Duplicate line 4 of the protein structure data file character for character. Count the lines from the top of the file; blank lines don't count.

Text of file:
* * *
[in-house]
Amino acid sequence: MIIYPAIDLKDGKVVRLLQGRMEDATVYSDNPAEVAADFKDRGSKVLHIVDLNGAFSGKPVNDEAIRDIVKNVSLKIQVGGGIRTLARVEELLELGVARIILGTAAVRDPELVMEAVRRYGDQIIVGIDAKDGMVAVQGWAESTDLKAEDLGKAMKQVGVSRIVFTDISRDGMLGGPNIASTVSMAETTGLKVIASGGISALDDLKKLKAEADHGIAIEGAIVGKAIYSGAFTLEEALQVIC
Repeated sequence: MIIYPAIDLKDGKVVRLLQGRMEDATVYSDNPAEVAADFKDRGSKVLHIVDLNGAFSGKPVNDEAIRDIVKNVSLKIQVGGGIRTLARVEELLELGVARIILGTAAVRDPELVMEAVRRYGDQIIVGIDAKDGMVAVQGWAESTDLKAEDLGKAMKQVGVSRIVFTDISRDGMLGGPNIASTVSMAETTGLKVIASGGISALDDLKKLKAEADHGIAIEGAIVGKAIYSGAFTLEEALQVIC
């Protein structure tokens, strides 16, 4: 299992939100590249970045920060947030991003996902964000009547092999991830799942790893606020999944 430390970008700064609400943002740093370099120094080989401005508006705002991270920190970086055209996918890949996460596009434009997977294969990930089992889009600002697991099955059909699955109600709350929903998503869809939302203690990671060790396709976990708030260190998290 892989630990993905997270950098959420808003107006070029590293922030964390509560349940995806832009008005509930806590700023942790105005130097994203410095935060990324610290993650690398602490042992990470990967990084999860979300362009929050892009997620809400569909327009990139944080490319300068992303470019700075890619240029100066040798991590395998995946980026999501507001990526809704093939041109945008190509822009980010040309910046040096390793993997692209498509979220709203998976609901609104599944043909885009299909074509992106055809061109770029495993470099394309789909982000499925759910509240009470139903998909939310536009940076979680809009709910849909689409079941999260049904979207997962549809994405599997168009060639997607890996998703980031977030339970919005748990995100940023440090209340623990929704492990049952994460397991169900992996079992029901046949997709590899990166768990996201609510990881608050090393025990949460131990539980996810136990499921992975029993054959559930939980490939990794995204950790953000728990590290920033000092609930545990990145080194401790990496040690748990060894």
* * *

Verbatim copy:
């Protein structure tokens, strides 16, 4: 299992939100590249970045920060947030991003996902964000009547092999991830799942790893606020999944 430390970008700064609400943002740093370099120094080989401005508006705002991270920190970086055209996918890949996460596009434009997977294969990930089992889009600002697991099955059909699955109600709350929903998503869809939302203690990671060790396709976990708030260190998290 892989630990993905997270950098959420808003107006070029590293922030964390509560349940995806832009008005509930806590700023942790105005130097994203410095935060990324610290993650690398602490042992990470990967990084999860979300362009929050892009997620809400569909327009990139944080490319300068992303470019700075890619240029100066040798991590395998995946980026999501507001990526809704093939041109945008190509822009980010040309910046040096390793993997692209498509979220709203998976609901609104599944043909885009299909074509992106055809061109770029495993470099394309789909982000499925759910509240009470139903998909939310536009940076979680809009709910849909689409079941999260049904979207997962549809994405599997168009060639997607890996998703980031977030339970919005748990995100940023440090209340623990929704492990049952994460397991169900992996079992029901046949997709590899990166768990996201609510990881608050090393025990949460131990539980996810136990499921992975029993054959559930939980490939990794995204950790953000728990590290920033000092609930545990990145080194401790990496040690748990060894």